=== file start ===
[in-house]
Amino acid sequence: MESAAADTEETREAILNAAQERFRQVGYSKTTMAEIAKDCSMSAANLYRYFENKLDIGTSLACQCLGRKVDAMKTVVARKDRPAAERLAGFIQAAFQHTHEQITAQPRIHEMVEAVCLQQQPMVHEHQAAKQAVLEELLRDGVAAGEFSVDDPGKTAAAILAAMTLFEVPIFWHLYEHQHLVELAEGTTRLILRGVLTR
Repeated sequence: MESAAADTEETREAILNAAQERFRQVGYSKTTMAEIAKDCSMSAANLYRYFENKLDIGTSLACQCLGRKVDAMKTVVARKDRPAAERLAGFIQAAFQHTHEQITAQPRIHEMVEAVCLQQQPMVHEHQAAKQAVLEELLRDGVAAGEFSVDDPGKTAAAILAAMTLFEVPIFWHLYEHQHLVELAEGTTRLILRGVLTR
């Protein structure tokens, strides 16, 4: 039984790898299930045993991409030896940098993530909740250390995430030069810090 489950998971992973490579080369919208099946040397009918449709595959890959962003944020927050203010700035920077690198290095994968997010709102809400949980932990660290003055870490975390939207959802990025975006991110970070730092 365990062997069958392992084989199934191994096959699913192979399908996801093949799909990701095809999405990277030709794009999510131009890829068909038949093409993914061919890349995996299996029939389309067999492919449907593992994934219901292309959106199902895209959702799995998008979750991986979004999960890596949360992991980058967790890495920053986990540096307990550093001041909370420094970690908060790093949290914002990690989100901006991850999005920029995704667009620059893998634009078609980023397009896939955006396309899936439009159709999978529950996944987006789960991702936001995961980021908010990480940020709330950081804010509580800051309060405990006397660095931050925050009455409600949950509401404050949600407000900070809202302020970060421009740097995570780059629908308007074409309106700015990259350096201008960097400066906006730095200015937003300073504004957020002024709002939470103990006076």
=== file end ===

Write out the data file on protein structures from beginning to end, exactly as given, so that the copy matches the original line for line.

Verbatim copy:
[in-house]
Amino acid sequence: MESAAADTEETREAILNAAQERFRQVGYSKTTMAEIAKDCSMSAANLYRYFENKLDIGTSLACQCLGRKVDAMKTVVARKDRPAAERLAGFIQAAFQHTHEQITAQPRIHEMVEAVCLQQQPMVHEHQAAKQAVLEELLRDGVAAGEFSVDDPGKTAAAILAAMTLFEVPIFWHLYEHQHLVELAEGTTRLILRGVLTR
Repeated sequence: MESAAADTEETREAILNAAQERFRQVGYSKTTMAEIAKDCSMSAANLYRYFENKLDIGTSLACQCLGRKVDAMKTVVARKDRPAAERLAGFIQAAFQHTHEQITAQPRIHEMVEAVCLQQQPMVHEHQAAKQAVLEELLRDGVAAGEFSVDDPGKTAAAILAAMTLFEVPIFWHLYEHQHLVELAEGTTRLILRGVLTR
């Protein structure tokens, strides 16, 4: 039984790898299930045993991409030896940098993530909740250390995430030069810090 489950998971992973490579080369919208099946040397009918449709595959890959962003944020927050203010700035920077690198290095994968997010709102809400949980932990660290003055870490975390939207959802990025975006991110970070730092 365990062997069958392992084989199934191994096959699913192979399908996801093949799909990701095809999405990277030709794009999510131009890829068909038949093409993914061919890349995996299996029939389309067999492919449907593992994934219901292309959106199902895209959702799995998008979750991986979004999960890596949360992991980058967790890495920053986990540096307990550093001041909370420094970690908060790093949290914002990690989100901006991850999005920029995704667009620059893998634009078609980023397009896939955006396309899936439009159709999978529950996944987006789960991702936001995961980021908010990480940020709330950081804010509580800051309060405990006397660095931050925050009455409600949950509401404050949600407000900070809202302020970060421009740097995570780059629908308007074409309106700015990259350096201008960097400066906006730095200015937003300073504004957020002024709002939470103990006076």